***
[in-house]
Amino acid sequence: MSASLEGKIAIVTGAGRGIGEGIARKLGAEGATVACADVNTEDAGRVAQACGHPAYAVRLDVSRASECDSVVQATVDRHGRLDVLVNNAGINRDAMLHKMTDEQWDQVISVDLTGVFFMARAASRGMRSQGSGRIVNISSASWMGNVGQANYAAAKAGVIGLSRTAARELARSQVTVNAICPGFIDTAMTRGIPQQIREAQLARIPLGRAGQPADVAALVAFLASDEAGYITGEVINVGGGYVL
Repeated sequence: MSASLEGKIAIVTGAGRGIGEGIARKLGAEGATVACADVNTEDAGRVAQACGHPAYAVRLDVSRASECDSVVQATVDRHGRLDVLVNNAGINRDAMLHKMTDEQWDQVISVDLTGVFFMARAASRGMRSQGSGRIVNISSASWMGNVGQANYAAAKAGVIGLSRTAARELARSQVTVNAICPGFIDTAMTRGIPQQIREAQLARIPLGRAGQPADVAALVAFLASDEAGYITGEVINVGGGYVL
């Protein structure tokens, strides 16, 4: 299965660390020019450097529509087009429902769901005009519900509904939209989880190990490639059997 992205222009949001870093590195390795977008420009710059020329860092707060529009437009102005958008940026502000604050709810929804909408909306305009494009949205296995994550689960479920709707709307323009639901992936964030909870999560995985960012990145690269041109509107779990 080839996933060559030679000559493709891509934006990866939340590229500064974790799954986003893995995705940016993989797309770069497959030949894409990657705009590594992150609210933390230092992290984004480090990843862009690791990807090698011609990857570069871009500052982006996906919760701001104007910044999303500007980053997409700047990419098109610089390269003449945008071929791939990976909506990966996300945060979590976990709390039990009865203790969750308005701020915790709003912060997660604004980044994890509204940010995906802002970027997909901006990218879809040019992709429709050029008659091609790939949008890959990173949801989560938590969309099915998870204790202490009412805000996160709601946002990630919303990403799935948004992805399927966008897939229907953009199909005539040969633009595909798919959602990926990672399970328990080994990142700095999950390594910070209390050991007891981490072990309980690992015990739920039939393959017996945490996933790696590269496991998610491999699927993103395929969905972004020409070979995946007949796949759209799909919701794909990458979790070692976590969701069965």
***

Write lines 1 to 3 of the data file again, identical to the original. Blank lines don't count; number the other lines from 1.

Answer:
[in-house]
Amino acid sequence: MSASLEGKIAIVTGAGRGIGEGIARKLGAEGATVACADVNTEDAGRVAQACGHPAYAVRLDVSRASECDSVVQATVDRHGRLDVLVNNAGINRDAMLHKMTDEQWDQVISVDLTGVFFMARAASRGMRSQGSGRIVNISSASWMGNVGQANYAAAKAGVIGLSRTAARELARSQVTVNAICPGFIDTAMTRGIPQQIREAQLARIPLGRAGQPADVAALVAFLASDEAGYITGEVINVGGGYVL
Repeated sequence: MSASLEGKIAIVTGAGRGIGEGIARKLGAEGATVACADVNTEDAGRVAQACGHPAYAVRLDVSRASECDSVVQATVDRHGRLDVLVNNAGINRDAMLHKMTDEQWDQVISVDLTGVFFMARAASRGMRSQGSGRIVNISSASWMGNVGQANYAAAKAGVIGLSRTAARELARSQVTVNAICPGFIDTAMTRGIPQQIREAQLARIPLGRAGQPADVAALVAFLASDEAGYITGEVINVGGGYVL